Who among the Olympic athletes best revealed the degree of pure excellence suggested by the Greek concept of arete, which you honor in your Sportsman of the Year award? I submit that triple gold medal winner Wilma Rudolph represents the best choice (Like Nothing Else in Tennessee, Nov. 14).
During the six-year history of your award, no woman athlete has won.
Clearly, the accomplishments of Wilma Rudolph—from her crippled childhood to the quintessence of Olympian effort—represent a success story in the best tradition of American sport, as well as in the best tradition of arete.
JAMES J. LORIMER
Between the lines is another story, one of strange parallels and marked contrasts In this democracy where a rail splitter or a millionaire can be president, where opportunity and equality are every man's portion, we find some distressing flaws. There are still the "underprivileged," as we prefer to label those who have less than we. To find among them a 20-year-old who can—in 300 meters—become a national heroine, who can win with grace, accept victory with humility, withstand eulogies with poise and undergo the overwhelming enthusiasms of our unique system of hero worship with noble restraint is to find a rare and fortunate individual.
Bill Bendix couldn't hit the balloon he's in with that bow and arrow (Who's Your Sportsman?, Nov. 28). It looks like a recurved bow to me and, if so, it's strung backwards! Besides the caveman grip with his right hand he has the arrow on the wrong side.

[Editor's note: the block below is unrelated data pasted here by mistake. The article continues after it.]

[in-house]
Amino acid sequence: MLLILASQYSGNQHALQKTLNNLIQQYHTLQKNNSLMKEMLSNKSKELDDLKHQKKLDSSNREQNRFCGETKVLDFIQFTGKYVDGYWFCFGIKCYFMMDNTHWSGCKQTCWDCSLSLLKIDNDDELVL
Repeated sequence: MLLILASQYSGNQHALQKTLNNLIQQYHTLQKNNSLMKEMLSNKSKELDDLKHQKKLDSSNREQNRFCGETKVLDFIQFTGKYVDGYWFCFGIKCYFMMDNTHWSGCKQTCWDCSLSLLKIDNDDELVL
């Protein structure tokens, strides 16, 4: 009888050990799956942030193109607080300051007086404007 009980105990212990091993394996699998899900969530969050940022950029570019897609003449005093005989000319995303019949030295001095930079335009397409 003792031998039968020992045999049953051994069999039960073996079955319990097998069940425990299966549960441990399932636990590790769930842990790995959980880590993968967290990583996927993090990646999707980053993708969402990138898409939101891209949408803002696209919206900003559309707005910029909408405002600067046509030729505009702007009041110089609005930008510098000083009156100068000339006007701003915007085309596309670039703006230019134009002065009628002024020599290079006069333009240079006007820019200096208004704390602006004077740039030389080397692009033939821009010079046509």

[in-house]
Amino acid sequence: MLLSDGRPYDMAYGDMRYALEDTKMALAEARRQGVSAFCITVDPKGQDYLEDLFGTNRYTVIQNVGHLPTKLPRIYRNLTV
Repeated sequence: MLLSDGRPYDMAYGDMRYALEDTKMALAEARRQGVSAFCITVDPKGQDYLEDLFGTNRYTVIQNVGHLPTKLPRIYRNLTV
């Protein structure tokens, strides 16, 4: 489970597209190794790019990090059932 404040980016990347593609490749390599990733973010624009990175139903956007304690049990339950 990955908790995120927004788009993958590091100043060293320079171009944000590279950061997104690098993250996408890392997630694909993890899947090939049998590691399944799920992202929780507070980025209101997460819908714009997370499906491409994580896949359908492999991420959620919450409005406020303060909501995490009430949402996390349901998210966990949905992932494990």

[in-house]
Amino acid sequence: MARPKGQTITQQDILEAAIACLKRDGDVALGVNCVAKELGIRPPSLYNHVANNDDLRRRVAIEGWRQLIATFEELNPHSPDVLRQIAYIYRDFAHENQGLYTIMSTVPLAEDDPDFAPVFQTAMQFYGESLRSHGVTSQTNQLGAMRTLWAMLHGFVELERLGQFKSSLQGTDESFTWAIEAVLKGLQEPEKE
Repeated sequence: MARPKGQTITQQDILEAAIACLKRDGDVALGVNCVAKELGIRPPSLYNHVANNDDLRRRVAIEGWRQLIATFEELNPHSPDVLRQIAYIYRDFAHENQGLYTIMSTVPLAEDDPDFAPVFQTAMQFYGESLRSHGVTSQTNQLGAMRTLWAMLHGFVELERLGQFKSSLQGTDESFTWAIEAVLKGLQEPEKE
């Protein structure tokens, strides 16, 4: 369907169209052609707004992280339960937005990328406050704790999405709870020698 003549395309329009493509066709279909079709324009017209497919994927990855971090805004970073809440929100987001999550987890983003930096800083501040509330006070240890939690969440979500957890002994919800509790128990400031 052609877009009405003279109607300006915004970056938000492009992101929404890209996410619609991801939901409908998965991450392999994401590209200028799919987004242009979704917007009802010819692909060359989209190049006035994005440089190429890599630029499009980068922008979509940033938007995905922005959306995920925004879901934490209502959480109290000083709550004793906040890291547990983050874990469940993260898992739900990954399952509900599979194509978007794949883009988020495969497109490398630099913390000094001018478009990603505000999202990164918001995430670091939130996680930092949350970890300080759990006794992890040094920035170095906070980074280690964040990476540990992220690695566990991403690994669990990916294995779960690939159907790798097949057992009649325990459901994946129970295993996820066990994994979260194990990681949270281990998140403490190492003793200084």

A MATTER OF TIMING
John Zimmerman's smashing color spectacle of horses leaving the starting gate (Two Seconds that Can Win a Horse Race, Dec. 5) describes the most important two seconds of the race. As a sidelight to this truth, these most important seconds are not actually computed in the official time. The timing of a race begins about 40 yards up the track after the horses have had a running start. Thus a lagging horse at the start who is able to catch the field has actually gone faster than the official time indicates. To repeat the point: the most important two seconds of the horse race don't count in the official timing.
CLOYSTERS AND WALLES
Don't you think it is a little misleading to say (SCORECARD, Nov. 28) that the roof-climbers of Cambridge have "now received literary recognition" in Night Climber's Guide to Trinity! It seems to me that as far back as half a century ago, the late Geoffrey Winthrop Young published anonymously two remarkable little books on the subject, The Roof-Climber's Guide to Trinity (1901) and Wall and Roof Climbing (1905); and in 1937 a certain Whipplesnaith wrote a longer book called The Night Climbers of Cambridge.
Moreover, if you can turn up a copy of Wall and Roof Climbing (which is not easy to find), you will see that innumerable other writers of prose and poetry alike have acknowledged the charm of this nocturnal sport. See, for example, Milton's Il Penseroso:
But let my due feet never fail,
To walk the studious Cloyslers pale,
And love the high embowed Roof,
With antick Pillars massy proof.
Or Shakespeare's lines in Julius Caesar: